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Placebo

Drugs & Medication

Placebo

Placebo effect

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A placebo, from the Latin for "I shall please", is an inactive substance (pill, liquid, etc.), which is administered as if it were a therapy, but which has no therapeutic value other than the placebo effect.

Contents

Early use of placebos

Main article: Placebo (origins of technical term)
Anti-bilious bitters and other early placebos
Anti-bilious bitters and other early placebos

Originally, a placebo was a substance that a well-meaning doctor would give to a patient, telling him that it was a powerful drug (e.g., a painkiller), when in fact it was nothing more than a sugar pill. Thus, Hooper's medical dictionary of 1811 says placebo is "an epithet given to any medicine adapted more to please than benefit the patient." The subsequent reduction of the patient's symptoms was attributed to the patient's belief in the drug.

Placebos are themselves inactive, however a patient may experience either a positive or negative clinical effect while taking one. When a placebo is administered to mimic a previously administered drug, it may also incur the same side effects as the prior authentic drug. Most of these effects are thought to be psychological in nature or due to other unrelated factors. Not all placebos are "created equal." A placebo that involves ingestion, injection, or incision is often more powerful than a non-invasive technique. Placebos administered by authority figures such as general practitioners and other experts may also be more powerful than when the psychological authority effect is absent.

A placebo which results in a worsening of symptoms is called a nocebo (Latin for "I will harm").

Modern clinical application

Experimenters typically use placebos in the context of a clinical trial, in which a "test group" of patients receives the therapy being tested, and a "control group" receives the placebo. It can then be determined if results from the "test" group exceed those due to the placebo effect. If they do, the therapy or pill given to the "test group" is assumed to have had an effect. The first well documented use of a placebo in a clinical trial was reported in "Streptomycin treatment of pulmonary tuberculosis". BMJ 1948;2:769--782, a research paper by the Medical Research Council. Thus, if a therapy or medicine has no effect beyond placebo, then it is said to have no effect or efficacy beyond non-specific effects.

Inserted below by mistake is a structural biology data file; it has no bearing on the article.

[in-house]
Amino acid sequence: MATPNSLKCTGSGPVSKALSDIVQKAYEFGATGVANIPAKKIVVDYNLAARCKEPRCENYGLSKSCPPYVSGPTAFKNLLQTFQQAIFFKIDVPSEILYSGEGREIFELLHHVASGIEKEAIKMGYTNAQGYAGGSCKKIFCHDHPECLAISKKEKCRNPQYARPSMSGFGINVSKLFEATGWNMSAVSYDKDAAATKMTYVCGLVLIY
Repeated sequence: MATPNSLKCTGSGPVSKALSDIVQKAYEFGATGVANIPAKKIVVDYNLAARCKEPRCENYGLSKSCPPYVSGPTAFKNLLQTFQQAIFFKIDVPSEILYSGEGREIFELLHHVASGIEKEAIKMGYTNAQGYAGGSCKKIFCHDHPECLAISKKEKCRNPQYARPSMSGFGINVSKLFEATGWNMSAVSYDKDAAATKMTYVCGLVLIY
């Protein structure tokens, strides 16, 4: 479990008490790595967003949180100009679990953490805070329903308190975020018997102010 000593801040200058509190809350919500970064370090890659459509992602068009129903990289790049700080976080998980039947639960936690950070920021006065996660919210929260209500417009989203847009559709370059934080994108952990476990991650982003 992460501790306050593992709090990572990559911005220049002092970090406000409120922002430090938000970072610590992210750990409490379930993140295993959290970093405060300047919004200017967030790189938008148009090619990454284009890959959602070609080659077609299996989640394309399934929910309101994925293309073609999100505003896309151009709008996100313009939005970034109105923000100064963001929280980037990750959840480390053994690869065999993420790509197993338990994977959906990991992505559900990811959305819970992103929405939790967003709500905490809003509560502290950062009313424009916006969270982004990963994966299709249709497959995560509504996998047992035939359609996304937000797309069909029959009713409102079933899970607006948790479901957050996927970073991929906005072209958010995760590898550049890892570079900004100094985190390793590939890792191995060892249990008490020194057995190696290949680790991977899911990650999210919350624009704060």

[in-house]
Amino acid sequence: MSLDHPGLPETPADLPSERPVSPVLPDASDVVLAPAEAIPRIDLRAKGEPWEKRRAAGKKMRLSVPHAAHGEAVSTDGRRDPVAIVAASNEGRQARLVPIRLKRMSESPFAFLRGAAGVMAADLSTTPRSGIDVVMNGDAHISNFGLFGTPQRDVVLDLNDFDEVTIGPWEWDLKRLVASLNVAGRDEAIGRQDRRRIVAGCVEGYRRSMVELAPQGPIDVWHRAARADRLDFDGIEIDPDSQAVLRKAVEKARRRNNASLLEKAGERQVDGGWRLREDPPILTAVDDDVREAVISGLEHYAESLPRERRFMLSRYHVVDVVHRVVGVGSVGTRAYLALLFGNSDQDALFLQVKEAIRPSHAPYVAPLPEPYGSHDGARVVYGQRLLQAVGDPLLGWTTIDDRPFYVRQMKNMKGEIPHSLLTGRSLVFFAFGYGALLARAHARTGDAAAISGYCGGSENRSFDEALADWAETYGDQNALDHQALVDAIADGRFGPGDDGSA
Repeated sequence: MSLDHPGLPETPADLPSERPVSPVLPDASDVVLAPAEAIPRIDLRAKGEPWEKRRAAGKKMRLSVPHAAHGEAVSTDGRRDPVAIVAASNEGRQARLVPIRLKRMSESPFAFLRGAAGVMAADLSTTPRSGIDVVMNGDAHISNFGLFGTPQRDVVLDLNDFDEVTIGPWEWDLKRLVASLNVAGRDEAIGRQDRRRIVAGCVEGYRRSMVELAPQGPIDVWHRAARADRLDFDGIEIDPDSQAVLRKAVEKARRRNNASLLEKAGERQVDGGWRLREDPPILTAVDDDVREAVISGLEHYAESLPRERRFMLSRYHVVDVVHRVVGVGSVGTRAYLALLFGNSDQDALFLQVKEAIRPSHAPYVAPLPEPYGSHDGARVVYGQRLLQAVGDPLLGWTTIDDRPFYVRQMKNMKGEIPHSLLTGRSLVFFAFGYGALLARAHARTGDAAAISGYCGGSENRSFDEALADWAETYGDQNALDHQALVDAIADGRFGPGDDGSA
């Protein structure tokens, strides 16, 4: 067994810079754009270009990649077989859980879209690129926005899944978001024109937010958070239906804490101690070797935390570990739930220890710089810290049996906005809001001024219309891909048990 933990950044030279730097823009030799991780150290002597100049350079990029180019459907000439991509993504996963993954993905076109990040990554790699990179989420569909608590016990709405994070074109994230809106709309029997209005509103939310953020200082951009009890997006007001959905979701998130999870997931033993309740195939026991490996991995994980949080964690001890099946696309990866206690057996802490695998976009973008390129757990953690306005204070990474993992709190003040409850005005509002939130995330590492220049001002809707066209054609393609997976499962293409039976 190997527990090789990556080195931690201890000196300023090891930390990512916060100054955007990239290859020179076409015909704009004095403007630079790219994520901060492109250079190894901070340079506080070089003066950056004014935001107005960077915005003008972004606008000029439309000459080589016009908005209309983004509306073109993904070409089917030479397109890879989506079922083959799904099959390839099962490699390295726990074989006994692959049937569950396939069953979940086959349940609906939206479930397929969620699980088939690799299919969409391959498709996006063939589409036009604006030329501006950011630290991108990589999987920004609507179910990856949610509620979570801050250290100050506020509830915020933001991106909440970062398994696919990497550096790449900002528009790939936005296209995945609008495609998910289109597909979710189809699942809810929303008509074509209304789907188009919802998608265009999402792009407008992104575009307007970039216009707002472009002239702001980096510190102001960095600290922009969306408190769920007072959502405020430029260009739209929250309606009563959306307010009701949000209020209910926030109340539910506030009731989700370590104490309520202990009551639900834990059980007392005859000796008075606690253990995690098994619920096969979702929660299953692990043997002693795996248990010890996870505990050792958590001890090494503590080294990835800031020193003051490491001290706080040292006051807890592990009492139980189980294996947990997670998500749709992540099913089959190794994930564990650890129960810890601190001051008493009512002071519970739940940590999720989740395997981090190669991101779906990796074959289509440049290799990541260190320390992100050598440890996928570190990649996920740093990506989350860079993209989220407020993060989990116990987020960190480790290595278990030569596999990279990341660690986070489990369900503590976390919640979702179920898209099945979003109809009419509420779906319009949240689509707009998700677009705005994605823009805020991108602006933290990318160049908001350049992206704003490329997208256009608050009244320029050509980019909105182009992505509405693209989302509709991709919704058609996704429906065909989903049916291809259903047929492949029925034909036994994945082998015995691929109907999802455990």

Technical challenges and pitfalls

Double-Blinding

Modern prescription placebos
Modern prescription placebos

Appropriate use of a placebo in a clinical trial often requires or at least benefits from a double-blind study design, which means that neither the experimenters nor the subjects know which subjects are in the "test group" and which are in the "control group". This sometimes causes difficulties as a double-blind design cannot be easily applied to many treatments. For example, because some drugs have clear physiological impact, an inert pill (e.g., a sugar pill) would not be an effective placebo to test against any such drug. That is, an inert pill could not be used to demonstrate whether an active drug with noticeable physical side effects has more than a strong placebo effect. For example, long before any psychoactive response most people can tell if they have ingested an active antidepressant or anti-anxiety agent because of their physiological effects. The same is true of strong pain relievers. Believing you have received the active drug can produce a markedly heightened placebo effect. To offset this heightened effect, it is necessary to use a psychoactive placebo, i.e., a drug that produces enough physical effects to balance the belief in the control and experimental groups that they have received the active drug. An example of the use of a psychoactive placebo can be found in the Marsh Chapel Experiment. In that double-blind study, the experimental group received psilocybin while the control group received a large dose of niacin that produces noticeable physical effects.

Measuring the Placebo Effect

Ethical challenges and concerns

Bioethicists have raised diverse concerns on the use of placebos in modern medicine and research. These have been largely incorporated into modern rules for the use of placebos in research but some issues remain subject to debate.

  • Disclosure. Rules that govern modern clinical trials insist on full disclosure to subjects who take part. Today, subjects are told that they may receive the drug being tested or they may receive the placebo.
  • Balancing Treatment vs. Research Objectives. Ethicists have also raised concerns on the use of placebos in those circumstances in which a standard treatment exists unless there are genuine doubts of the effectivity of such standard treatment. If standard treatments exist for the disease being studied in clinical trials, a standard treatment is always used in place of a placebo for serious diseases.

See also


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